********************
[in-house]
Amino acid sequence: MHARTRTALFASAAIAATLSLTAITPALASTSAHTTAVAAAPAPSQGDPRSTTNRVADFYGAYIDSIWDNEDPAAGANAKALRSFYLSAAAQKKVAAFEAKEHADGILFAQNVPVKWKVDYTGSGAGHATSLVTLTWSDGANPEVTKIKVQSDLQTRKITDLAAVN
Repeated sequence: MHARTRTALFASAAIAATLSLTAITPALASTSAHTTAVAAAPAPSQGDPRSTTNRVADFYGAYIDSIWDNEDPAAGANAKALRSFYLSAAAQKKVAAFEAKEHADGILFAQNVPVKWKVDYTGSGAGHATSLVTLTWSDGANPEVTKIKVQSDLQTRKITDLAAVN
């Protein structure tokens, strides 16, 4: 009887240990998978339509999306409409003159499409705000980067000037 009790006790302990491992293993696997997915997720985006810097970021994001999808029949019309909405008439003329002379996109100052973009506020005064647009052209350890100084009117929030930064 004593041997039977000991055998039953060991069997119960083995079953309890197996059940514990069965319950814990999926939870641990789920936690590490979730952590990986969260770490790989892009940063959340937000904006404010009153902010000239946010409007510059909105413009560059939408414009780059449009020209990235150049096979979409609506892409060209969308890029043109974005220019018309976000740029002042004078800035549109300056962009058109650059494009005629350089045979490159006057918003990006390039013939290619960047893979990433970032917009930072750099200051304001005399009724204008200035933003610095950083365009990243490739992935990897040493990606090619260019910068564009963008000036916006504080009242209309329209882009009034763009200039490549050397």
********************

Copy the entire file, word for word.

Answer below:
[in-house]
Amino acid sequence: MHARTRTALFASAAIAATLSLTAITPALASTSAHTTAVAAAPAPSQGDPRSTTNRVADFYGAYIDSIWDNEDPAAGANAKALRSFYLSAAAQKKVAAFEAKEHADGILFAQNVPVKWKVDYTGSGAGHATSLVTLTWSDGANPEVTKIKVQSDLQTRKITDLAAVN
Repeated sequence: MHARTRTALFASAAIAATLSLTAITPALASTSAHTTAVAAAPAPSQGDPRSTTNRVADFYGAYIDSIWDNEDPAAGANAKALRSFYLSAAAQKKVAAFEAKEHADGILFAQNVPVKWKVDYTGSGAGHATSLVTLTWSDGANPEVTKIKVQSDLQTRKITDLAAVN
């Protein structure tokens, strides 16, 4: 009887240990998978339509999306409409003159499409705000980067000037 009790006790302990491992293993696997997915997720985006810097970021994001999808029949019309909405008439003329002379996109100052973009506020005064647009052209350890100084009117929030930064 004593041997039977000991055998039953060991069997119960083995079953309890197996059940514990069965319950814990999926939870641990789920936690590490979730952590990986969260770490790989892009940063959340937000904006404010009153902010000239946010409007510059909105413009560059939408414009780059449009020209990235150049096979979409609506892409060209969308890029043109974005220019018309976000740029002042004078800035549109300056962009058109650059494009005629350089045979490159006057918003990006390039013939290619960047893979990433970032917009930072750099200051304001005399009724204008200035933003610095950083365009990243490739992935990897040493990606090619260019910068564009963008000036916006504080009242209309329209882009009034763009200039490549050397």